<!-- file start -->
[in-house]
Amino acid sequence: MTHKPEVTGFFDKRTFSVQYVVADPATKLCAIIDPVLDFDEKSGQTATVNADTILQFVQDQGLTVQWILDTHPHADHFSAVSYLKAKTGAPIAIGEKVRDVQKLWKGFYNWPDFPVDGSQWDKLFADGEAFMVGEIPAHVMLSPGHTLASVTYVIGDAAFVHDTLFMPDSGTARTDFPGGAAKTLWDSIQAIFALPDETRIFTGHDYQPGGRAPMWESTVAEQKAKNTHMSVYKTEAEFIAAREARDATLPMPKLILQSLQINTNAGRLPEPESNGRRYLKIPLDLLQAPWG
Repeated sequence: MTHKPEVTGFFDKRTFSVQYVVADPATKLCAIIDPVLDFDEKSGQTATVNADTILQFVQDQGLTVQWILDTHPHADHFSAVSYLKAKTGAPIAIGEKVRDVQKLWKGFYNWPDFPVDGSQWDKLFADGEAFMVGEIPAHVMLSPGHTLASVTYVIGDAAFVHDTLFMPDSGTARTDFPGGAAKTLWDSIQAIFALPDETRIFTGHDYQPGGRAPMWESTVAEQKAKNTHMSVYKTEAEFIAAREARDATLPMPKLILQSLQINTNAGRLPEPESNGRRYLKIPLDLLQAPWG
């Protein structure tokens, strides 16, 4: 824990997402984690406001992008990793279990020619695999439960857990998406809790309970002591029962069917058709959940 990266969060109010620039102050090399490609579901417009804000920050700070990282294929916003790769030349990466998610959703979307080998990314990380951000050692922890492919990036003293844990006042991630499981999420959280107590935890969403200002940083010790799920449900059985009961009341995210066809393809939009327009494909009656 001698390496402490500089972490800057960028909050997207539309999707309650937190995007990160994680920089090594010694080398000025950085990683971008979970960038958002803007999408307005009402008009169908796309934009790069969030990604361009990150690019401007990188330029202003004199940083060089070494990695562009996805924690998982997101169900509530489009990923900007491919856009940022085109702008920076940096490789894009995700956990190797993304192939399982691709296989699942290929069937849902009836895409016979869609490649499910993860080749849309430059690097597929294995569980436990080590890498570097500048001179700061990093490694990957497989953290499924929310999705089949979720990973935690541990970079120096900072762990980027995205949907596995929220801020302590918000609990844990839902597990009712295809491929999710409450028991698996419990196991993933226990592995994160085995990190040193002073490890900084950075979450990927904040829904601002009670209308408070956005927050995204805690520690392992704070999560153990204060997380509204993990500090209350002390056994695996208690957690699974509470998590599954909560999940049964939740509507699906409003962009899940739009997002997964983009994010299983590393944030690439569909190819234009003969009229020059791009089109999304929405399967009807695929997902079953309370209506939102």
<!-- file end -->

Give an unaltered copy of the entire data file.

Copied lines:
[in-house]
Amino acid sequence: MTHKPEVTGFFDKRTFSVQYVVADPATKLCAIIDPVLDFDEKSGQTATVNADTILQFVQDQGLTVQWILDTHPHADHFSAVSYLKAKTGAPIAIGEKVRDVQKLWKGFYNWPDFPVDGSQWDKLFADGEAFMVGEIPAHVMLSPGHTLASVTYVIGDAAFVHDTLFMPDSGTARTDFPGGAAKTLWDSIQAIFALPDETRIFTGHDYQPGGRAPMWESTVAEQKAKNTHMSVYKTEAEFIAAREARDATLPMPKLILQSLQINTNAGRLPEPESNGRRYLKIPLDLLQAPWG
Repeated sequence: MTHKPEVTGFFDKRTFSVQYVVADPATKLCAIIDPVLDFDEKSGQTATVNADTILQFVQDQGLTVQWILDTHPHADHFSAVSYLKAKTGAPIAIGEKVRDVQKLWKGFYNWPDFPVDGSQWDKLFADGEAFMVGEIPAHVMLSPGHTLASVTYVIGDAAFVHDTLFMPDSGTARTDFPGGAAKTLWDSIQAIFALPDETRIFTGHDYQPGGRAPMWESTVAEQKAKNTHMSVYKTEAEFIAAREARDATLPMPKLILQSLQINTNAGRLPEPESNGRRYLKIPLDLLQAPWG
């Protein structure tokens, strides 16, 4: 824990997402984690406001992008990793279990020619695999439960857990998406809790309970002591029962069917058709959940 990266969060109010620039102050090399490609579901417009804000920050700070990282294929916003790769030349990466998610959703979307080998990314990380951000050692922890492919990036003293844990006042991630499981999420959280107590935890969403200002940083010790799920449900059985009961009341995210066809393809939009327009494909009656 001698390496402490500089972490800057960028909050997207539309999707309650937190995007990160994680920089090594010694080398000025950085990683971008979970960038958002803007999408307005009402008009169908796309934009790069969030990604361009990150690019401007990188330029202003004199940083060089070494990695562009996805924690998982997101169900509530489009990923900007491919856009940022085109702008920076940096490789894009995700956990190797993304192939399982691709296989699942290929069937849902009836895409016979869609490649499910993860080749849309430059690097597929294995569980436990080590890498570097500048001179700061990093490694990957497989953290499924929310999705089949979720990973935690541990970079120096900072762990980027995205949907596995929220801020302590918000609990844990839902597990009712295809491929999710409450028991698996419990196991993933226990592995994160085995990190040193002073490890900084950075979450990927904040829904601002009670209308408070956005927050995204805690520690392992704070999560153990204060997380509204993990500090209350002390056994695996208690957690699974509470998590599954909560999940049964939740509507699906409003962009899940739009997002997964983009994010299983590393944030690439569909190819234009003969009229020059791009089109999304929405399967009807695929997902079953309370209506939102």